Threats to drop Greece from the Schengen passport-free zone for failing to upgrade its refugee registering scheme and improve the conditions for incoming migrants seems to have shaken the Greek government, which has agreed to allow EU patrols to supervise migrant flows at its borders and has additionally requested humanitarian aid, the EU said.
In a statement late on Thursday, the EU said the Greek government appealed for the Frontex agency to send border guards to Greek islands in the Aegean.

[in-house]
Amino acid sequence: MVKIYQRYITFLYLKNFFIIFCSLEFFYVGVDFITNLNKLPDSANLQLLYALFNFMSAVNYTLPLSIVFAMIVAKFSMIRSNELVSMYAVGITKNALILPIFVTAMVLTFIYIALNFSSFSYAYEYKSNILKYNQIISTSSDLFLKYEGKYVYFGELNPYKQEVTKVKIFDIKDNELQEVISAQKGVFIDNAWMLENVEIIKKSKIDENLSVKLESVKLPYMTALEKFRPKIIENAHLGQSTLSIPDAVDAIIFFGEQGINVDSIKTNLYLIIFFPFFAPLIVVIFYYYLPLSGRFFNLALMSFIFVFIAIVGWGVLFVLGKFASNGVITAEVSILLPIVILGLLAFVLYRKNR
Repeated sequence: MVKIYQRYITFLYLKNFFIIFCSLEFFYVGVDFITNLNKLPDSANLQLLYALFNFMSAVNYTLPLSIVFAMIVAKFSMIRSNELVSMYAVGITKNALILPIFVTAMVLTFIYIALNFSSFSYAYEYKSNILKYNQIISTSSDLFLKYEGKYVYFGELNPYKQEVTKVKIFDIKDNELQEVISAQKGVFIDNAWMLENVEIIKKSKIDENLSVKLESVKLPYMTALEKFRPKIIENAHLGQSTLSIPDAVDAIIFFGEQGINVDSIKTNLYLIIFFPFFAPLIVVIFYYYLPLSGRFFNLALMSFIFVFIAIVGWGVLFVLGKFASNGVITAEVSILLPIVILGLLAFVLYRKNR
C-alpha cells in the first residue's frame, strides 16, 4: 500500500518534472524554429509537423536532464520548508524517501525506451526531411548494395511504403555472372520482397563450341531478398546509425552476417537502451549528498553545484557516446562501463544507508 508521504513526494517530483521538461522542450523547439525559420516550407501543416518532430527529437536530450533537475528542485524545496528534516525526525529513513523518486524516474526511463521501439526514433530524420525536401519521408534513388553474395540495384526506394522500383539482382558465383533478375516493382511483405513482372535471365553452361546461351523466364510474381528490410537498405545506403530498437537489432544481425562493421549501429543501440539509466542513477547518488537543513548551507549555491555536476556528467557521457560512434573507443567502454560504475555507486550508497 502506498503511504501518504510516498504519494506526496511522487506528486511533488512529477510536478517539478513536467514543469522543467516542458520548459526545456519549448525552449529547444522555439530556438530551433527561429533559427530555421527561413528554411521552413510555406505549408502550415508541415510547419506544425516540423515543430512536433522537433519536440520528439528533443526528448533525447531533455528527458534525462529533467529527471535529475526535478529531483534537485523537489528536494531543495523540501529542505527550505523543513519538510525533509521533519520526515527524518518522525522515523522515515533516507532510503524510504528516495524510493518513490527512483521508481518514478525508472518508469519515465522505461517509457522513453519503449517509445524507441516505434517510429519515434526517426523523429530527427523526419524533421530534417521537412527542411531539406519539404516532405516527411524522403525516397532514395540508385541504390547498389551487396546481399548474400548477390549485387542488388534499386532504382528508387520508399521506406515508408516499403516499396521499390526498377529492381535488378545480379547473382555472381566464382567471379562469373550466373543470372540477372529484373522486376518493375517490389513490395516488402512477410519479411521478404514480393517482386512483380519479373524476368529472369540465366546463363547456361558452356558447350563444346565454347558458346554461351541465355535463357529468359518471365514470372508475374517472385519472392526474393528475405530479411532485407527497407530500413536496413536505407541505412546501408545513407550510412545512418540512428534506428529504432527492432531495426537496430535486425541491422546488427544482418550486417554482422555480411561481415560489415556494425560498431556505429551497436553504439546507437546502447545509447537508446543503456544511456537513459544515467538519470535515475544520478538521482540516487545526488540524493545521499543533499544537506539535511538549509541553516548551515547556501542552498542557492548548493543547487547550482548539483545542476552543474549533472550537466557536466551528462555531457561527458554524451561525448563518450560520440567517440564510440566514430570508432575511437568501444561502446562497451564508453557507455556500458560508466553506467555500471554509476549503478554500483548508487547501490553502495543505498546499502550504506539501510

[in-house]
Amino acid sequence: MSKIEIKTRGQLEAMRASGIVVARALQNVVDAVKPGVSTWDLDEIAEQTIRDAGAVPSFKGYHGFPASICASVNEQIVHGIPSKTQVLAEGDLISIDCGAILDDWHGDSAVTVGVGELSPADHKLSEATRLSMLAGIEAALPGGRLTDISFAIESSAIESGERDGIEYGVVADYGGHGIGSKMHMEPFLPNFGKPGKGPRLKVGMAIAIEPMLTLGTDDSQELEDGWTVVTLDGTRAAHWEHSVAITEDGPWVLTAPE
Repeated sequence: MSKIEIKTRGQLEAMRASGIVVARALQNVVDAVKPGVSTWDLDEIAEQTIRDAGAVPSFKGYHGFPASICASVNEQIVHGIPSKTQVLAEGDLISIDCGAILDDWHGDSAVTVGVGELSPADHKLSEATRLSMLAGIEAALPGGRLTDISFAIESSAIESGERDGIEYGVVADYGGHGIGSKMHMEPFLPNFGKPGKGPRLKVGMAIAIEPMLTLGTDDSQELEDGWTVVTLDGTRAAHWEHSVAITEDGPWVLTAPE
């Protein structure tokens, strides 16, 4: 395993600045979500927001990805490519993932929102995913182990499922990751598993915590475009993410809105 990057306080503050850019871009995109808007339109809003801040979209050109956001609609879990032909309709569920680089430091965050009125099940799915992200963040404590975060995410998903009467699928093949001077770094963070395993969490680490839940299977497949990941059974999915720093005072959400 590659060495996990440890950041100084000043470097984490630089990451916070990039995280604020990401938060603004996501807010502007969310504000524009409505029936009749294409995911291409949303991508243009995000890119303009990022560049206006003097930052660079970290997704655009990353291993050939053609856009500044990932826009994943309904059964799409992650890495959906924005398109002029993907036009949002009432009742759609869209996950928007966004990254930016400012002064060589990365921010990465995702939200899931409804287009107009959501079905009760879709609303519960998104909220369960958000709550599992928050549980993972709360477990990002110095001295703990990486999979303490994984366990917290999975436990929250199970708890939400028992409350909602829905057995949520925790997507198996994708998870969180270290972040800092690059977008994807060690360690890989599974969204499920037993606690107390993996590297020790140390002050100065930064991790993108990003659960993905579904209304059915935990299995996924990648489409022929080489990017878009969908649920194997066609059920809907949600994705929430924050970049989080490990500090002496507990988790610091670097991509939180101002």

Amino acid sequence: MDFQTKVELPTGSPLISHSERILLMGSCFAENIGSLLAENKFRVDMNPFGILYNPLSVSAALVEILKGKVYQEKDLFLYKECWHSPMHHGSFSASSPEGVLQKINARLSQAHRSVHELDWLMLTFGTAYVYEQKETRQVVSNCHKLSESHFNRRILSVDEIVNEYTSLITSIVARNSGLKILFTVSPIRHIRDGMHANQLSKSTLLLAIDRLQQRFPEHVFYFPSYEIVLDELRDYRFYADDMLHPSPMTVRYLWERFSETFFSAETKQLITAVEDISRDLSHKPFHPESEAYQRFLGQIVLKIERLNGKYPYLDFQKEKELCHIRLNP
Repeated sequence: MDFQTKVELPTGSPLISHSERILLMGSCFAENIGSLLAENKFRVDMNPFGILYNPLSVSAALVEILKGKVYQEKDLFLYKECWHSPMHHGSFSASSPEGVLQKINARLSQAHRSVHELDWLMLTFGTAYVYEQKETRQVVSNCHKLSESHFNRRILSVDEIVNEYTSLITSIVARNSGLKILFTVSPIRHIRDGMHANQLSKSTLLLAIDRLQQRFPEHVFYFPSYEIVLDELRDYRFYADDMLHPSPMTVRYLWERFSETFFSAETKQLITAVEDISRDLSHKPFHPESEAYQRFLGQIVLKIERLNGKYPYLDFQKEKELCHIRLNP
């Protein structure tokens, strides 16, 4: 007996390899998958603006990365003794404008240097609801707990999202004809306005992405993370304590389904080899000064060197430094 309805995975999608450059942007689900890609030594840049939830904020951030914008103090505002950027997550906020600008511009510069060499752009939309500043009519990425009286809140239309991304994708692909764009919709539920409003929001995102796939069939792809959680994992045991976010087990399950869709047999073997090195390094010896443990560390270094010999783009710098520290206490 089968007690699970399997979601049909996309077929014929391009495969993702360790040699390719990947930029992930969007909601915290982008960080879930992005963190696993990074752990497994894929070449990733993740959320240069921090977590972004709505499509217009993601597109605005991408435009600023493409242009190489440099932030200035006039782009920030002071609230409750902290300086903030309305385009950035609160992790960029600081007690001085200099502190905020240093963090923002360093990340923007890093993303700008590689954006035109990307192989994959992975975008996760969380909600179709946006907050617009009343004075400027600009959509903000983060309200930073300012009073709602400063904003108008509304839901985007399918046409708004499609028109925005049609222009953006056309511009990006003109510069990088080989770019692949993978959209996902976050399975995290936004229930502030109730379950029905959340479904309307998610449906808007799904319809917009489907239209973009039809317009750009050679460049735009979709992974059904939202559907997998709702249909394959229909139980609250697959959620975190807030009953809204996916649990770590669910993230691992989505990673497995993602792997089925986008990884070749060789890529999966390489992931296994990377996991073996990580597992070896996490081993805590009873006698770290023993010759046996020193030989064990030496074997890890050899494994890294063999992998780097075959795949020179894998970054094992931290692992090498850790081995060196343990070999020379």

The Greek government had initially refused to accept EU humanitarian aid or call in the EU’s special border agency but conceded ahead of today’s EU home affairs ministers’ meeting in Brussels, where Schengen suspension was to be discussed.
Serving as a first stop to Europe, Greece has borne the brunt of fleeing refugees from Syria through Turkey, seeing more than 700,000 migrants go through its borders this year.
The government has also called for the deployment of additional EU border control officers on its northern frontiers with FYROM, the statement said.